We still goof off and talk about everything under the sun, only now much of the generation of young men share a common ground in videogames, and the culture of multiplayer. Like the clerks of the 90s, we infuse the seemingly futile nature of our arrested development and time spent gaming, with our hopes and fears. We mix stealing flags endlessly with our daily stresses from relationships: dealing with a jerk, a dumb coworker or an inept boss. These experiences, for many in my generation, are connected with coming to terms with a broken society and the feeling of being lost in the cracks.
Clerks was a movie about losers whose lives are just as meaningful and thoughtful as hotshot CEOs.
With Clerks, Smith artfully points to our poignant spiritual, political and economical musings. The U.S Census Bureau records that Generation X is highly educated, and as gamers of the early Y generation, we too have become highly educated. Yet here we are, without jobs, without any means to repay our enormous student loans, and spending our time playing videogames.
But we play games and “waste time” with our friends.
“In our Blue vs. Red space battles, there are two colors,” Caboose says in The Best of RvB, “And sometimes those colors fight other colors. But do colors really matter? On the inside aren’t we really just scared people who figure out how to get out of our armor after 10 years?” The intelligent humor, combined with crude yet brilliant appropriation of Halo avatars neatly defines what gamers are: irreverent, inventive, intelligent and playful.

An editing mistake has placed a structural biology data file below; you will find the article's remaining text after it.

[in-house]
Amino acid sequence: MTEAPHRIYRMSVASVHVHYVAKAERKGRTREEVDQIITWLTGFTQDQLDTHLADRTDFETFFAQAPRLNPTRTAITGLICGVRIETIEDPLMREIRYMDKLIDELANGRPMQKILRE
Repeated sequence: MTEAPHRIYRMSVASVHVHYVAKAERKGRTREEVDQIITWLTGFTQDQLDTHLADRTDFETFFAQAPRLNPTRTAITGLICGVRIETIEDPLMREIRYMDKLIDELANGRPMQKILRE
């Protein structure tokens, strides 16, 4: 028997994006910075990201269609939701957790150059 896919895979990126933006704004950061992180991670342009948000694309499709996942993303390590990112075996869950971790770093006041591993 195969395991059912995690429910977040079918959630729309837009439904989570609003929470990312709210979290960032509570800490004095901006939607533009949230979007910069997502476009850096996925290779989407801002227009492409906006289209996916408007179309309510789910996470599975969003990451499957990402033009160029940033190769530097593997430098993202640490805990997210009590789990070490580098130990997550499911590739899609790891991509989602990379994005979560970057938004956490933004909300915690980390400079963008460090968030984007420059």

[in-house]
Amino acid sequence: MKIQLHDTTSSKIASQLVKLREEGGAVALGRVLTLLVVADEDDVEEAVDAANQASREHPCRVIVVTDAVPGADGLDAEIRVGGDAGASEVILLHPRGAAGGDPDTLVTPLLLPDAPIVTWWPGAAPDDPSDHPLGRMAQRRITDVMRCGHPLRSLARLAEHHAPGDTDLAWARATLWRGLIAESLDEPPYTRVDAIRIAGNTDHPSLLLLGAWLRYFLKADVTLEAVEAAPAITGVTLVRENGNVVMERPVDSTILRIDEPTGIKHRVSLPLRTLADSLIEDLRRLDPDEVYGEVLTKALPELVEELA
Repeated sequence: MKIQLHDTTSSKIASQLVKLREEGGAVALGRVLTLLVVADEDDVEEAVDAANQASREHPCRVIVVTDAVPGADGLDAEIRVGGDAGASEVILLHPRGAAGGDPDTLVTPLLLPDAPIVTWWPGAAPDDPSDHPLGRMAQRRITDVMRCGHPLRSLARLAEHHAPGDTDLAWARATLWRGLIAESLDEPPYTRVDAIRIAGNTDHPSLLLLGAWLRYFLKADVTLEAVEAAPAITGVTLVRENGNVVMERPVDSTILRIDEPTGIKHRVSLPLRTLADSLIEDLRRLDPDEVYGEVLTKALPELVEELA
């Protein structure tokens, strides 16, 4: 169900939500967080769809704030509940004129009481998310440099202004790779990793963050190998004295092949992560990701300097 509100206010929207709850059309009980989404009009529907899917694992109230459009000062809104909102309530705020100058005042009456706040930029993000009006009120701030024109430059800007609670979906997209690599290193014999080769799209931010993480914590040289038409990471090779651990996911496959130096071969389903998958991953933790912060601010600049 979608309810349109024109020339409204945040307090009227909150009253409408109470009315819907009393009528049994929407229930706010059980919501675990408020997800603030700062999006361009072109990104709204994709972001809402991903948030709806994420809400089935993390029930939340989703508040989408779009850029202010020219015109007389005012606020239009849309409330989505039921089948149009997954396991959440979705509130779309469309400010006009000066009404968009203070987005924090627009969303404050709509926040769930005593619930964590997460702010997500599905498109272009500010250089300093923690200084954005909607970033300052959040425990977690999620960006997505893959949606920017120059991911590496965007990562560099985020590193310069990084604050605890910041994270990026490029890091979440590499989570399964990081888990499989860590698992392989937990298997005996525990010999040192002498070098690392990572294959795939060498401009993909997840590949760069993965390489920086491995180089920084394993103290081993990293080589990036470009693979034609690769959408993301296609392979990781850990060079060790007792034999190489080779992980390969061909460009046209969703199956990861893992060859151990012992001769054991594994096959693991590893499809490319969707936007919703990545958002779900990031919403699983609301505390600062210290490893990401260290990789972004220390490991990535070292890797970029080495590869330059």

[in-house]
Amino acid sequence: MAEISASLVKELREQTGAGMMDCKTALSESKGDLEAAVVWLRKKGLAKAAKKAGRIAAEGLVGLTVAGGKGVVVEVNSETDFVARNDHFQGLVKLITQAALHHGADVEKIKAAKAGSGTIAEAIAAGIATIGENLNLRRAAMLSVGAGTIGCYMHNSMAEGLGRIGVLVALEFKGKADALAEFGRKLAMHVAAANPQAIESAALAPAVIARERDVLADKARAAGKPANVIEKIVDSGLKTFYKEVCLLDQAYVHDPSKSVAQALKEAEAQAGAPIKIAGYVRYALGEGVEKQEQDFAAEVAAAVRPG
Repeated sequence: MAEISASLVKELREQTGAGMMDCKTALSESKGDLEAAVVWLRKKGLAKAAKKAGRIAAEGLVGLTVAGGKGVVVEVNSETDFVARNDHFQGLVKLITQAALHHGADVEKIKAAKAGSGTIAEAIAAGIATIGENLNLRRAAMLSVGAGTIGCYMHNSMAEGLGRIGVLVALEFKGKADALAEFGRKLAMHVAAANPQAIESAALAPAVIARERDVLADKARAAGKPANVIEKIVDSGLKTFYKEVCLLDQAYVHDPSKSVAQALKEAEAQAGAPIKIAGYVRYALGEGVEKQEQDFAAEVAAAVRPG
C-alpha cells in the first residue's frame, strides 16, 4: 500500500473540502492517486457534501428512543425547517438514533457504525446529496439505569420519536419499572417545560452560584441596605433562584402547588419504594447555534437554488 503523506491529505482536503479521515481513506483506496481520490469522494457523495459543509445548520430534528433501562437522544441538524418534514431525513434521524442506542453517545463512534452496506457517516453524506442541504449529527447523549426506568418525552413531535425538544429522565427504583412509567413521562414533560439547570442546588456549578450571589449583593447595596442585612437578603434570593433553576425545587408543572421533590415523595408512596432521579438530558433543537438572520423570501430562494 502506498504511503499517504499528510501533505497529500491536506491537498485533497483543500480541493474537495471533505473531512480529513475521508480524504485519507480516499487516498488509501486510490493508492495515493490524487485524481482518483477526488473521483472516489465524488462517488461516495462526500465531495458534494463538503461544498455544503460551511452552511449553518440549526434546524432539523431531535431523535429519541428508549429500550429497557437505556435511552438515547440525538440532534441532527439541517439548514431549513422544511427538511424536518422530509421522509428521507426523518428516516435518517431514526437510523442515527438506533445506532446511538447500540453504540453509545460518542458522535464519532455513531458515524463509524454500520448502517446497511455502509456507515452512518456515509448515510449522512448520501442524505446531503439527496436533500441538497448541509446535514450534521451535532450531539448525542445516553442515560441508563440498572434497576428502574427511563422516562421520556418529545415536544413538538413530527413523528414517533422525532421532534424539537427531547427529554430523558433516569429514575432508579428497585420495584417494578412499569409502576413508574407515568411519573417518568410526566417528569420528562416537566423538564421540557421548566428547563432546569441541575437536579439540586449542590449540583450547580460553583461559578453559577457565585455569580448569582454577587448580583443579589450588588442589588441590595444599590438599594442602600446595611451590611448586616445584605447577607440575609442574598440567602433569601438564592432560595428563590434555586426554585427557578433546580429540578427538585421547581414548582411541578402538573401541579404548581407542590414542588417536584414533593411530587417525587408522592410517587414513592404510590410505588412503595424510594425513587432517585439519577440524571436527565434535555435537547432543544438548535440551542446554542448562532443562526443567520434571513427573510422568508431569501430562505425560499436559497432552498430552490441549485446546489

The opening conversation of season 1, episode one of Red vs. Blue perfectly encapsulates the theme of the show and captures the character of this next generation of clerks.
“Do you ever wonder why we’re here?” Simmons asks.
Griff replies, “It’s one of life s great mysteries isn’t it? Why are we here? Are we the product of some cosmic coincidence, is there really a god watching everything? You know, with a plan for us and stuff? I don’t know man, but it keeps me up at night.”
“What? No I meant why are we here in this canyon… What was that all about god?”
We wax poetic about the state of our lot in life, death, god, and politics, in the dynamic of mundane workplace. There’s the druggie, Caboose, the ambitious Church who could go places if he wasn’t tied down to these low-lifes he calls friends, there’s the incompetent boss Sarge and over everything is the pervading sense that, like working as a clerk, stealing the other team’s flag is meaningless.
Eventually the reds and blues discover they truly are a meaningless cog in society, yet they find meaning and humor in life, as do the viewers, in the quirky relationships with the people they live and work with.
To appropriate Linklater’s words, gamers might look like the left-behinds of society, but they are actually one step ahead, rejecting most of society and the social hierarchy before it rejects them. A more modern notion of gamers would be people who are ultimately being responsible to themselves and not wasting their time in a realm of activity that has nothing to do with who they are or what they might be ultimately striving for.
Gamers are the new clerks, and that’s nothing to be ashamed of.